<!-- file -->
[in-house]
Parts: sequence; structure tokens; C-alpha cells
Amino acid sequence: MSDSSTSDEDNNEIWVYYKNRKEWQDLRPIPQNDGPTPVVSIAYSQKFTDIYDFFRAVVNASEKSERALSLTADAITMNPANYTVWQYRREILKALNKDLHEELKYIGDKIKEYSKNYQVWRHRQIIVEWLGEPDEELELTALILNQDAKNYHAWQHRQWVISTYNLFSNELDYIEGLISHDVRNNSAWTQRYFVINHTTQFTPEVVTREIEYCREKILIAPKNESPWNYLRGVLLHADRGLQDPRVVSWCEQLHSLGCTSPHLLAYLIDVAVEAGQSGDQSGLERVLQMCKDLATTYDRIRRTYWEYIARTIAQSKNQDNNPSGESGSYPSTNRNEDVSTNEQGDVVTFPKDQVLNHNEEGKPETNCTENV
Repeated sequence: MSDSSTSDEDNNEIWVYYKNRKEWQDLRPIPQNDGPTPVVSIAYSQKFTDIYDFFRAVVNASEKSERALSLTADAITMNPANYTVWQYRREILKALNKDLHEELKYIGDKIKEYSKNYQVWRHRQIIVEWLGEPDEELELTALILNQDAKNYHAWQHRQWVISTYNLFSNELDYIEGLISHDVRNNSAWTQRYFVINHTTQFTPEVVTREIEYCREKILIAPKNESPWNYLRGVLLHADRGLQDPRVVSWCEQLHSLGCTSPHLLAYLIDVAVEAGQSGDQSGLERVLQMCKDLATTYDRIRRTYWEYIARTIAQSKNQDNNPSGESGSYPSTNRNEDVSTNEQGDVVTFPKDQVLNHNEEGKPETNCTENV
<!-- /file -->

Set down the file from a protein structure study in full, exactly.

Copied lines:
[in-house]
Parts: sequence; structure tokens; C-alpha cells
Amino acid sequence: MSDSSTSDEDNNEIWVYYKNRKEWQDLRPIPQNDGPTPVVSIAYSQKFTDIYDFFRAVVNASEKSERALSLTADAITMNPANYTVWQYRREILKALNKDLHEELKYIGDKIKEYSKNYQVWRHRQIIVEWLGEPDEELELTALILNQDAKNYHAWQHRQWVISTYNLFSNELDYIEGLISHDVRNNSAWTQRYFVINHTTQFTPEVVTREIEYCREKILIAPKNESPWNYLRGVLLHADRGLQDPRVVSWCEQLHSLGCTSPHLLAYLIDVAVEAGQSGDQSGLERVLQMCKDLATTYDRIRRTYWEYIARTIAQSKNQDNNPSGESGSYPSTNRNEDVSTNEQGDVVTFPKDQVLNHNEEGKPETNCTENV
Repeated sequence: MSDSSTSDEDNNEIWVYYKNRKEWQDLRPIPQNDGPTPVVSIAYSQKFTDIYDFFRAVVNASEKSERALSLTADAITMNPANYTVWQYRREILKALNKDLHEELKYIGDKIKEYSKNYQVWRHRQIIVEWLGEPDEELELTALILNQDAKNYHAWQHRQWVISTYNLFSNELDYIEGLISHDVRNNSAWTQRYFVINHTTQFTPEVVTREIEYCREKILIAPKNESPWNYLRGVLLHADRGLQDPRVVSWCEQLHSLGCTSPHLLAYLIDVAVEAGQSGDQSGLERVLQMCKDLATTYDRIRRTYWEYIARTIAQSKNQDNNPSGESGSYPSTNRNEDVSTNEQGDVVTFPKDQVLNHNEEGKPETNCTENV